I have read quotes that more than 50% of UK women suffer with ‘dry skin’. In my experience that is utter nonsense. Women (but also a huge number of therapists) hugely over-diagnose ‘dry’ and ‘dehydrated’ skin (which sadly leads to an over-use of heavy moisturisers and facial oils, causing all sorts of problems).

There simply is a difference between truly ‘dry skin’ with impaired epidermal barrier function (which only a very small percentage of the population has!) and the appearance of dead skin flakes that simply want to come off.

What feels like “dry” or “dehydrated” skin, may even be something completely different, as a dry, tight feeling can also be a sign of micro-inflammation, as we often see in rosacea skin. In these cases, slathering on rich moisturisers and oils is even more contraindicated, as they will flare-up inflammatory rosacea lesions. The solution is treating the micro-inflammation (which a dermatologist can do with various prescription creams), not ‘numbing’ the sensation with heavy skincare.

Using rich moisturisers and facial oils is generally a really bad idea in breakout prone skin such as in adult acne and rosacea. They will clog up pores and ultimately aggravate breakouts, so should be strictly avoided in individuals with any tendency for breakouts, even if the skin feels dry or dehydrated. In those cases, optimising the skincare regime will help the skin to self-regulate better over time (plus, oral collagen supplements, ideally 10g bovine collagen per day, have been shown to be able to increase skin hydration from this inside – eg Dermacoll. Adding omega-3 rich fish oil supplements may also help).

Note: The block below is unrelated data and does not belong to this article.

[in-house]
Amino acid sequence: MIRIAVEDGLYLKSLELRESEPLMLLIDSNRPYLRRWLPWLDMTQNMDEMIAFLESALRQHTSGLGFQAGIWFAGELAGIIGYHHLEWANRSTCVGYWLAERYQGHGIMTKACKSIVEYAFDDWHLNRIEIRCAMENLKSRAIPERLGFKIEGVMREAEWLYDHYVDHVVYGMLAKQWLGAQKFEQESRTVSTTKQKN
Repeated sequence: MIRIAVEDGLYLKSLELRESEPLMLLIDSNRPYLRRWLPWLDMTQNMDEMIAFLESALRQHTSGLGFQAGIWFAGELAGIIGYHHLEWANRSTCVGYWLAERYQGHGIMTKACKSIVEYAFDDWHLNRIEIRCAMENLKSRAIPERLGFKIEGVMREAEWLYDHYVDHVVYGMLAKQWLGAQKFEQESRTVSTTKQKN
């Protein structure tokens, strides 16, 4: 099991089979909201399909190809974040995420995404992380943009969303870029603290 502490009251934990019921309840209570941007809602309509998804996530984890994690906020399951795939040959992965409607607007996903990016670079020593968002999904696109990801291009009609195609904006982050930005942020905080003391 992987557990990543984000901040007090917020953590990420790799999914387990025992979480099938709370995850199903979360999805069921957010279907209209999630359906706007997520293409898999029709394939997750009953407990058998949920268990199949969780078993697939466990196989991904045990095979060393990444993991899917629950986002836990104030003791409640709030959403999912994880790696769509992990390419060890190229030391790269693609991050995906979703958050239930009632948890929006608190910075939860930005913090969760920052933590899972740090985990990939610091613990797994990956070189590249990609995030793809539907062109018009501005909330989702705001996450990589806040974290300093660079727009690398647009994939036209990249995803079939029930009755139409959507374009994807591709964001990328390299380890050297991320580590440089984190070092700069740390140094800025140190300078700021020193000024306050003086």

Remember, a healthy, well-regulated skin will not need much support with hydration. Having said that, if the skin is currently ‘addicted’ to heavy moisturisers and/or oils, it may take 2-3 epidermal cycles (ie 2-3 months) to regulate itself, once you have come of these, during which time your skin may temporarily feel a little drier and possibly look a bit flaky. However, your skin will come out healthier the other side, once it has overcome these initial ‘withdrawal’ symptoms.

I have taken a huge number of patients off their over-moisturising ‘habit’ over the years at Eudelo. When I see them back for review after 3 months or so, they overwhelmingly report “I can’t believe that I am using less moisturisers now, yet my skin feels less dry!”

So, don’t be tempted doing a Liz Hurley. You are not doing your skin any favours with it!